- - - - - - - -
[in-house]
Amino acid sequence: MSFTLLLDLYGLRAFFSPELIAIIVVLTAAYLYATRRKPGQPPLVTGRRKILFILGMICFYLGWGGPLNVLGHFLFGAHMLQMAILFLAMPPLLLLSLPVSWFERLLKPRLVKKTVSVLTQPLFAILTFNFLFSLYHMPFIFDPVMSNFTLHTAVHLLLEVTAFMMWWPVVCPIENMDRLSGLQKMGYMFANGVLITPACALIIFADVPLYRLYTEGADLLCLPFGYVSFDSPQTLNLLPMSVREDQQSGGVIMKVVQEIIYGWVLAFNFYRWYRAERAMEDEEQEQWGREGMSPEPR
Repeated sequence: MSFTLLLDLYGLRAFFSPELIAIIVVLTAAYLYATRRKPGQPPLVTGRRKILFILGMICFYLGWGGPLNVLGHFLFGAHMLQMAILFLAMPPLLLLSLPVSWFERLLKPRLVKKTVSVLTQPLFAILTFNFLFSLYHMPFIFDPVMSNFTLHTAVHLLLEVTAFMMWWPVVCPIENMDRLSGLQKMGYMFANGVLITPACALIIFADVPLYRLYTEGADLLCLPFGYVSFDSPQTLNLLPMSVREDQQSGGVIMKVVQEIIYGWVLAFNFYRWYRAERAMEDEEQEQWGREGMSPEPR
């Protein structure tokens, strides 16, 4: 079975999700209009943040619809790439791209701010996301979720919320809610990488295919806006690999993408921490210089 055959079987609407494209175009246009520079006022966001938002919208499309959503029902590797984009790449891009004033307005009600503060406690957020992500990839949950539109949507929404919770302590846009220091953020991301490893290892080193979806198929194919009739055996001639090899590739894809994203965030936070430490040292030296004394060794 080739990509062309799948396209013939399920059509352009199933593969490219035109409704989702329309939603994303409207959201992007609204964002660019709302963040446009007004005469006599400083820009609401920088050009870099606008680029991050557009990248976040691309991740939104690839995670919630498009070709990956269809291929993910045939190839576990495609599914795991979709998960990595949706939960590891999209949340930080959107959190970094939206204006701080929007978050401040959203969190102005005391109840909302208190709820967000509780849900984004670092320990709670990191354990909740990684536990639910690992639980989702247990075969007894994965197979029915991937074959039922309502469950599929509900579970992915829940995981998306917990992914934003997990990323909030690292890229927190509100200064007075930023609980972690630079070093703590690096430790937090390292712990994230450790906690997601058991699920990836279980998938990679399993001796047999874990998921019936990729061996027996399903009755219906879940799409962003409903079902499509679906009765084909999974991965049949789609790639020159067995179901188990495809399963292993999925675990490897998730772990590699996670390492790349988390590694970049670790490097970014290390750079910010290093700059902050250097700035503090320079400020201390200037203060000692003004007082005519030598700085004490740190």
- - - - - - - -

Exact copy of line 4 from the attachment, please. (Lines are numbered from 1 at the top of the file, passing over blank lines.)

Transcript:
């Protein structure tokens, strides 16, 4: 079975999700209009943040619809790439791209701010996301979720919320809610990488295919806006690999993408921490210089 055959079987609407494209175009246009520079006022966001938002919208499309959503029902590797984009790449891009004033307005009600503060406690957020992500990839949950539109949507929404919770302590846009220091953020991301490893290892080193979806198929194919009739055996001639090899590739894809994203965030936070430490040292030296004394060794 080739990509062309799948396209013939399920059509352009199933593969490219035109409704989702329309939603994303409207959201992007609204964002660019709302963040446009007004005469006599400083820009609401920088050009870099606008680029991050557009990248976040691309991740939104690839995670919630498009070709990956269809291929993910045939190839576990495609599914795991979709998960990595949706939960590891999209949340930080959107959190970094939206204006701080929007978050401040959203969190102005005391109840909302208190709820967000509780849900984004670092320990709670990191354990909740990684536990639910690992639980989702247990075969007894994965197979029915991937074959039922309502469950599929509900579970992915829940995981998306917990992914934003997990990323909030690292890229927190509100200064007075930023609980972690630079070093703590690096430790937090390292712990994230450790906690997601058991699920990836279980998938990679399993001796047999874990998921019936990729061996027996399903009755219906879940799409962003409903079902499509679906009765084909999974991965049949789609790639020159067995179901188990495809399963292993999925675990490897998730772990590699996670390492790349988390590694970049670790490097970014290390750079910010290093700059902050250097700035503090320079400020201390200037203060000692003004007082005519030598700085004490740190």